Australian Robots Gang Up On Weeds, Will See Commercial Use In 2018

SwarmFarm® Robotics, an Australian startup, has developed an autonomous herbicide spot-spraying system that will go into commercial service in 2018 on a contract basis.

Prototype machines have been in evaluations in Australia for the last couple of years in crop and turf production, among other settings. No word on pricing nor when the machines might be available outside of Australia.

The company received a significant boost when it entered into a partnership with the Australian subsidiary of Bosch, the German engineering and electronics company. Bosch is one of the world’s largest manufacturers of automotive components.

The SwarmFarm system is built around small robotic machines that can work solo or cooperatively in groups or “swarms” – hence, the company’s name. If a sprayer slows down to treat heavier populations of weeds, other sprayers in the group swarm into that part of the field to help with the workload.

Andrew Bate, a grain farmer in Australia’s state of Queensland, began experimenting with autonomous spraying and the swarm concept early in the decade.

Robotics, Bate notes, is a “scalable technology.”

“Each robot is the same, so you just scale up to the number you need.” A small farmer, he says, may only require 5 robotic sprayers. A larger grower “may have 15 or 20 with the same technology.”

Because the machines are seeking out weeds and only spot spraying, less herbicide is needed. In some comparisons, chemical usage dropped by 40%.

The machines weigh in at about 10% of the heft of a conventional sprayer, the company estimates, and the units can be deployed multiple times in the same field to pick up new escapes. The idea is to catch plants while they’re still small and easy to control – and before they can set seeds.

Bate and his wife, Jocie, operate the company from their farm in central Queensland where a team of programmers and engineers brought the concept to life. Now, SwarmFarm’s staff has grown to 12. Two universities also provided software and engineering assistance.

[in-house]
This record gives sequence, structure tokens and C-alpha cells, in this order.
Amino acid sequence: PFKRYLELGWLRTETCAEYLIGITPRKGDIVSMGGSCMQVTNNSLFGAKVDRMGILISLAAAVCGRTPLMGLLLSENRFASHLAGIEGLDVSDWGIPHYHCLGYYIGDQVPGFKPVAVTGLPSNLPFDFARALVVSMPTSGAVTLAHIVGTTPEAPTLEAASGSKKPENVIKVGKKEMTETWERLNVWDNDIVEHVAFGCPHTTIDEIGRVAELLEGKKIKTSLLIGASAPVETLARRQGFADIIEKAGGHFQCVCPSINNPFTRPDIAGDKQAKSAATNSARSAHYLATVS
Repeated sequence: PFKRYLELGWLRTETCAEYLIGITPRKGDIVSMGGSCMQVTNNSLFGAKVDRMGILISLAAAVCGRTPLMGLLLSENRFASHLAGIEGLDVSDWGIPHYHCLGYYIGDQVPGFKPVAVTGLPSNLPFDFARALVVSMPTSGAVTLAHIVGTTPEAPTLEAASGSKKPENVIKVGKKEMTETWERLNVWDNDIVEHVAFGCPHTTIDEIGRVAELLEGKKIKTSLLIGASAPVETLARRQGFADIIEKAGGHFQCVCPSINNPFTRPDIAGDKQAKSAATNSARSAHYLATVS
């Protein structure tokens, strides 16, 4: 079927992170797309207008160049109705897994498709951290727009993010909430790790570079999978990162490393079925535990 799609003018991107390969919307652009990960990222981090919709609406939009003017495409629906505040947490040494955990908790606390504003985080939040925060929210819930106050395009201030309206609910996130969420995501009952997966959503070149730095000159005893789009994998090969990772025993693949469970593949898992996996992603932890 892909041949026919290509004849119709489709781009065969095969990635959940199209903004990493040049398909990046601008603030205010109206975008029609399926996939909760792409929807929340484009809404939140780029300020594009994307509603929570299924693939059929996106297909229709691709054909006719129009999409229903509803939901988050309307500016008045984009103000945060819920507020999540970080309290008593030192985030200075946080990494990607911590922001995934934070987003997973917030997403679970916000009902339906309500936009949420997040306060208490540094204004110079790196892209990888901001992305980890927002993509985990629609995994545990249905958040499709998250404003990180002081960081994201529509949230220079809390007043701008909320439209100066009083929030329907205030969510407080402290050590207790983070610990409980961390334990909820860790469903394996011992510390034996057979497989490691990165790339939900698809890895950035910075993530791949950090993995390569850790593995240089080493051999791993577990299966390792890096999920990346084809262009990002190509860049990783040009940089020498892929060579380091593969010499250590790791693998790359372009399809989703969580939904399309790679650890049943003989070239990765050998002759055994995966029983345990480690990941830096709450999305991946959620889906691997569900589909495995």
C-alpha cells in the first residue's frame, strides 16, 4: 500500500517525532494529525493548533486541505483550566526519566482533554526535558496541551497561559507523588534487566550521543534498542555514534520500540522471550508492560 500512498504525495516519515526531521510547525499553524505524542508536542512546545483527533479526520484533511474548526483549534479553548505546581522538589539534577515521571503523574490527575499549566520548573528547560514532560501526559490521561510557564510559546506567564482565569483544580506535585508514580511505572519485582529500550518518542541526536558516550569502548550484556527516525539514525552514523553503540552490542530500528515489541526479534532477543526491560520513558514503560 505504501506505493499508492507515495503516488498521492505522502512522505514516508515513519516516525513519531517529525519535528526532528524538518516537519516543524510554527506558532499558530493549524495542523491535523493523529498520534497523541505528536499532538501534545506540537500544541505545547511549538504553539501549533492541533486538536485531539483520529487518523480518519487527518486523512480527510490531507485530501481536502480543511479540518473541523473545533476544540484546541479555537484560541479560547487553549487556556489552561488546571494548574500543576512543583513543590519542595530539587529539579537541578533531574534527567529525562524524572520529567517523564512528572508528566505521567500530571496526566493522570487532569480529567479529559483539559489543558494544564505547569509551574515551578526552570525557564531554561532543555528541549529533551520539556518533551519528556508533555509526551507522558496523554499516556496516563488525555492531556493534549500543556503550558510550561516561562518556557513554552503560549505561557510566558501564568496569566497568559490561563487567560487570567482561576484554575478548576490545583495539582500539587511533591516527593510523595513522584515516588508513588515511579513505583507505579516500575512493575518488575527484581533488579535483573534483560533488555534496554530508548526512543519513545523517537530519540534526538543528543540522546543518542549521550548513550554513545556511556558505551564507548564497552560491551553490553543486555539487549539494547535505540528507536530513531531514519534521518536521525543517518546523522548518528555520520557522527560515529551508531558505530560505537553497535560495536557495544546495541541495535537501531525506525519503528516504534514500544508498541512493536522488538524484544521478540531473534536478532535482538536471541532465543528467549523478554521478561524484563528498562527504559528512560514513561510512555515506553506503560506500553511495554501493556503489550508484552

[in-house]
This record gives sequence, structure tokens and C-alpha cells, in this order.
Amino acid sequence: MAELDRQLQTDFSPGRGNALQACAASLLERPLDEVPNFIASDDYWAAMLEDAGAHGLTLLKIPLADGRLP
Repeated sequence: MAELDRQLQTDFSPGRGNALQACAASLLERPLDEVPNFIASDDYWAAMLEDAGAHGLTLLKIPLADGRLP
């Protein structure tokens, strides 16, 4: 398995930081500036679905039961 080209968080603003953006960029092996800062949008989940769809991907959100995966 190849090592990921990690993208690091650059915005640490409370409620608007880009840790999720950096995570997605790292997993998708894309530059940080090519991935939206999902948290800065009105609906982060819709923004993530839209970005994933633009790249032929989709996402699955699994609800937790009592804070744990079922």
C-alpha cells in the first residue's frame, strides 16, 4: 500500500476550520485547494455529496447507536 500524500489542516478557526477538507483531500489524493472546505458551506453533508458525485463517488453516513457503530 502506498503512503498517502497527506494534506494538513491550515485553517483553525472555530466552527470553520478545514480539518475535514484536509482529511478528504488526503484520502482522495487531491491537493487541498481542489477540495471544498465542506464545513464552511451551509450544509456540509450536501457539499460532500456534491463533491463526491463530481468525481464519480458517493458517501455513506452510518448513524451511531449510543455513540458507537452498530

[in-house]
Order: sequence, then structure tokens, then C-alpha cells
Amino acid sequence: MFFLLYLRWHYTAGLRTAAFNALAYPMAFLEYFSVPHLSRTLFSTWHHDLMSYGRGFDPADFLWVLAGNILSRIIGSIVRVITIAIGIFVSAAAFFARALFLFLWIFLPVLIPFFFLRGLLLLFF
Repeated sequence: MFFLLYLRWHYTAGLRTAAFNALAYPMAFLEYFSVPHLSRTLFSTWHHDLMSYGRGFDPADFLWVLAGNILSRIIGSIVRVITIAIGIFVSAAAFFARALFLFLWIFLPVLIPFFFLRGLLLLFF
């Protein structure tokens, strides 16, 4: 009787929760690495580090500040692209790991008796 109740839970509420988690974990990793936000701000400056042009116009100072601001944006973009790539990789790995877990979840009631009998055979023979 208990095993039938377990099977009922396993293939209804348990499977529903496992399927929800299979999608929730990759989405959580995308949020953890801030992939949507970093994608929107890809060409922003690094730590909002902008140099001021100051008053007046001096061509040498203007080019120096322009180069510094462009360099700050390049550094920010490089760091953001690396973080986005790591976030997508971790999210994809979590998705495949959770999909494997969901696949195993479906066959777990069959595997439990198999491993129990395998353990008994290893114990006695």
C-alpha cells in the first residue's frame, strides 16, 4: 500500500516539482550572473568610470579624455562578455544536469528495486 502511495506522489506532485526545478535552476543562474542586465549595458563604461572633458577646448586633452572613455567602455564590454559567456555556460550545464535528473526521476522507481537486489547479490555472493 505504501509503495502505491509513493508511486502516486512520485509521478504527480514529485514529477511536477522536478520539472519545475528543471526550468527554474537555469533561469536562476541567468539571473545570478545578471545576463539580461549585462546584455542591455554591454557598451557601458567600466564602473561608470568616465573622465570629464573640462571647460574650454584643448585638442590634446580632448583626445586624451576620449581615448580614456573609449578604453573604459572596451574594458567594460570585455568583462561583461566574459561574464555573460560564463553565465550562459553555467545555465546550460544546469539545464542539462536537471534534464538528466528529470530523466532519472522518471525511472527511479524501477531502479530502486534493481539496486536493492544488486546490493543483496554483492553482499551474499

In their current configuration, each robot carries a 26-foot boom fitted with eight WEEDit® optical cameras, 40 nozzles and a 159-gallon spray tank. How long the spray solution lasts will depend on weed density. When the tank runs dry, the machine returns to a docking station for a refill.

A “swarm” of 4 sprayers about to go to work.

Currently, a person must be on hand to replenish the liquid, although an automatic refilling system is in the works. The sprayer holds enough diesel to run about 18 hours. The docking station – called the SwarmHive® – includes weather monitors that can shut down operations if wind speed or other factors exceed safety or efficacy limitations. Operators also can monitor and control the sprayers remotely via an iPad app.


At this point, the units are set up for “green on brown” weed identification and have mainly been run in fallow-field situations. A “green on green” option is expected, allowing the robots to single out weeds in growing crops.

As at least one university weed scientist points out, the automated approach opens the door for microwave-based weed control. Microwave weeding is possible and scientists have tinkered with the idea for years. But it’s also wildly impractical from a moving tractor. However, a SwarmFarm machine could pause over a weed and zap it with a lethal dose of microwaves before moving to the next target.

The design allows for third-party companies to develop apps and attachments for the SwarmFarm platform. The sprayer’s parts also are interchangeable and mostly “plug and play” for quick repairs.

“This is technology developed by farmers for farmers,” says Campbell Newman, fomer SwarmFarm board chairman and a founding shareholder. “It’s not technology developed by a technology company where people think they know what farmers need.”

A self-styled geek and a former premier of Queensland who also worked in the grain trade, Newman says that much of the emphasis in ag robotics has been on fitting existing equipment platforms with guidance systems and some degree of autonomous technology. The SwarmFarm system starts, instead, with a fresh platform built to do a tedious task – spot spraying – and it frees up farmers and their employees for other work.

He also now sees an opportunity for Australia to carve out a place in the burgeoning ag tech sector. Newman, who grew up on a family farm in Tasmania, believes innovations will be accepted by farmers when they serve a pratical purpose and contribute to the farm’s bottom line. The SwarmFarm concept meets that criteria, he contends.

That’s aside from reducing populations of resistant weeds or in minimizing herbicide costs and related environmental effects, Newman says.

As new sensing technologies evolve, Newman points out, the SwarmFarm platform could be adaptable for field scouting, insect management and precision nutrient applications, among other things.